Beijing’s embassy and consulates in London, Manchester, Edinburgh and Belfast are said to be coordinating more such evacuation flights for underage students scheduled for the next few weeks. Chinese diplomats in Canada are also collecting information from pupils who want to return home.

Chinese foreign ministry spokeswoman Hua Chunyin also confirmed on Wednesday that more flights would be arranged.

It was also revealed that parents will have to pay double for a ticket and guardians must also sign a disclaimer of responsibility for infections or other potential risks and danger throughout each flight.

There are about 15,000 underage students from China enrolled in boarding schools across Britain and they may have nowhere to go after all the kindergartens, elementary and secondary schools in the virus-hit country were shut on March 20.

Chinese parents have been piling pressure on Beijing to fly them home as they are convinced that the epidemic in China has receded. Health screening points and inspection paramedics are being marshaled away from Wuhan, the initial epicenter of the outbreak, and into international terminals at airports in Beijing, Shanghai, Guangzhou and others to deal with a surge in imported cases as the front line of defense shifts.

Chinese President Xi Jinping did not wear a mask when inspecting a container port in the eastern city of Ningbo earlier this week. Photo: Xinhua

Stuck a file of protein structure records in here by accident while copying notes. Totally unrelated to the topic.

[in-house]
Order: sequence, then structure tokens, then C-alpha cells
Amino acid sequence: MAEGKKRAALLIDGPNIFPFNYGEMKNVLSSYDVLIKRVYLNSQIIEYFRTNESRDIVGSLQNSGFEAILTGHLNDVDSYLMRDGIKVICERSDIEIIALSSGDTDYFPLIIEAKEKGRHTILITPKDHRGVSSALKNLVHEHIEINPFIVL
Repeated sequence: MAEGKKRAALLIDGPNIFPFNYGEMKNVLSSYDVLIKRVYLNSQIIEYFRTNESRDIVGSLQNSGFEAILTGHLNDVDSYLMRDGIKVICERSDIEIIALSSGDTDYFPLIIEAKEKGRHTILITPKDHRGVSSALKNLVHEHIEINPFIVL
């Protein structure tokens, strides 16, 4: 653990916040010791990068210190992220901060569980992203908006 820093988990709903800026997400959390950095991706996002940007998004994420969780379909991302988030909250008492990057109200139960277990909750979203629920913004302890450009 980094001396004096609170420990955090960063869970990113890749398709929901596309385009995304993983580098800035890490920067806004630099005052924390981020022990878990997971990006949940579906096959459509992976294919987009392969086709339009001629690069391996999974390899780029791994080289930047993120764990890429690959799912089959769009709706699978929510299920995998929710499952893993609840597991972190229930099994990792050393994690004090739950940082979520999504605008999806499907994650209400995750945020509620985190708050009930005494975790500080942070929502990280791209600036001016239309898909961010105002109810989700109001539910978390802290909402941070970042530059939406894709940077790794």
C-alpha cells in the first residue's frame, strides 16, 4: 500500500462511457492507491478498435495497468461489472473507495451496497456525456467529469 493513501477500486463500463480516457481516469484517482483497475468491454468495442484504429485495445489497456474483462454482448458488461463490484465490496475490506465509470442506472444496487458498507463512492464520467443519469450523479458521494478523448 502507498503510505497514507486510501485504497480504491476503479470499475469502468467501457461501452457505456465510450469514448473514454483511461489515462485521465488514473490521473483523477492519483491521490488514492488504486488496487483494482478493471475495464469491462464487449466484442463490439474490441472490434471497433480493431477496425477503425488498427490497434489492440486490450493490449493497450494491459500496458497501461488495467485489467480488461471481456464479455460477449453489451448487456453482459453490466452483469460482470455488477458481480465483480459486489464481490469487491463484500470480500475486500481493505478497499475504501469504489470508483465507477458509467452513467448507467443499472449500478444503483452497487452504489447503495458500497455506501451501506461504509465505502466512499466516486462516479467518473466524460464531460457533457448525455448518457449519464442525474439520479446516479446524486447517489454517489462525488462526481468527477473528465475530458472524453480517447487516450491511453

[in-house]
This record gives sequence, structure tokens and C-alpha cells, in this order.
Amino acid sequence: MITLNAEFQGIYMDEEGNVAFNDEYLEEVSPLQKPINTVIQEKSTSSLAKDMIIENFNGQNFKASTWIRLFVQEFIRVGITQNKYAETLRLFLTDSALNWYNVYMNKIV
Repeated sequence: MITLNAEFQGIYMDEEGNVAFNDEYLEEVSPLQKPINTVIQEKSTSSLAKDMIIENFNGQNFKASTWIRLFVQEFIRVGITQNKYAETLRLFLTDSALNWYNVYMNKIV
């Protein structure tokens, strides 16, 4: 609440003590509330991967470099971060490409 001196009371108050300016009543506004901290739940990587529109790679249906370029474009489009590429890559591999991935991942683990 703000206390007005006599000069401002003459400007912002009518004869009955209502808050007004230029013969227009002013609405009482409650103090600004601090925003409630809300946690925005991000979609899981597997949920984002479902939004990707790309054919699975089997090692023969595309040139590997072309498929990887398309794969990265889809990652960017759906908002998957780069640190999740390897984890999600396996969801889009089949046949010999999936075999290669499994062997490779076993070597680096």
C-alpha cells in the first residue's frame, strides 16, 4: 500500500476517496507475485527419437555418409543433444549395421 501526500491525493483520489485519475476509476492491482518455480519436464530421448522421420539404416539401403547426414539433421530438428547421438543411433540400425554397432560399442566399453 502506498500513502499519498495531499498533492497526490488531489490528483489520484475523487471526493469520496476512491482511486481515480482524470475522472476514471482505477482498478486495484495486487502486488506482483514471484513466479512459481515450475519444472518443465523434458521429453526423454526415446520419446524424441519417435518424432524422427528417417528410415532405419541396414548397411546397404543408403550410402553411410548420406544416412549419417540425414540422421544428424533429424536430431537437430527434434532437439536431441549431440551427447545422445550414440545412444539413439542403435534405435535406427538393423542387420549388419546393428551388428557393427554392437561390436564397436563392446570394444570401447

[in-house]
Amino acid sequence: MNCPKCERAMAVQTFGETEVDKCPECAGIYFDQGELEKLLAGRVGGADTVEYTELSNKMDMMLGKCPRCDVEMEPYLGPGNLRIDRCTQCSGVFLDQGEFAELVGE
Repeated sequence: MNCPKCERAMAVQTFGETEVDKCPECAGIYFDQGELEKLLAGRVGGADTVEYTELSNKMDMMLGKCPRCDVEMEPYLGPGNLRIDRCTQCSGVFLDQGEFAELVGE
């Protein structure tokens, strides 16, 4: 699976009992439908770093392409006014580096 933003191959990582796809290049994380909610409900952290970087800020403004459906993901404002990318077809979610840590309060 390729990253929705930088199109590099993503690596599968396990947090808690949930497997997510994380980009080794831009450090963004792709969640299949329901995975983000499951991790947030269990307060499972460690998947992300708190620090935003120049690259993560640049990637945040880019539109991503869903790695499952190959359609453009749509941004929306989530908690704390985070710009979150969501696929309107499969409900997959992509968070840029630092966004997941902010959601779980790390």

Medical professionals deployed from other provinces to Wuhan to reinforce the city’s hospitals are starting to return, now that the epidemic is largely gone. Photo: WeChat

Patriotic sentiments are also on the rise among the masses as they subscribe to the discourse that despite the early “suboptimal” response to the emerging respiratory disease mainly by local officials in Wuhan and the rest of Hubei province, the virtues of China’s political and social systems and nationwide mobilization have stood the test and contrasted favorably with the “botched” handling of the fast-deteriorating situations from the UK to the US.

China’s draconian city and community lockdowns and travel curbs have seen the official number of confirmed cases still being treated drop to 2,826 as of Thursday. The total tally of infections and mortalities across Italy and the US have surpassed China’s official records, although there are constant doubts about the reliability of China’s figures.

The footage of Chinese President Xi Jinping not wearing a mask when inspecting several locations in the eastern port city of Ningbo earlier this week has also boosted people’s confidence that the plague may have already been eradicated.

Parents with children stuck overseas are now scrabbling to book seats for them to return, triggering some proud Chinese netizens to call it a race for tickets to board a China-bound Noah’s Ark amid a world-engulfing health crisis.

They welcome the government taking the initiative to charter more flights, even though seats are not free of charge, and some told Xinhua that they would reconsider if their kids should go abroad to study again as the crisis had let them witness the “strength and care” of the nation.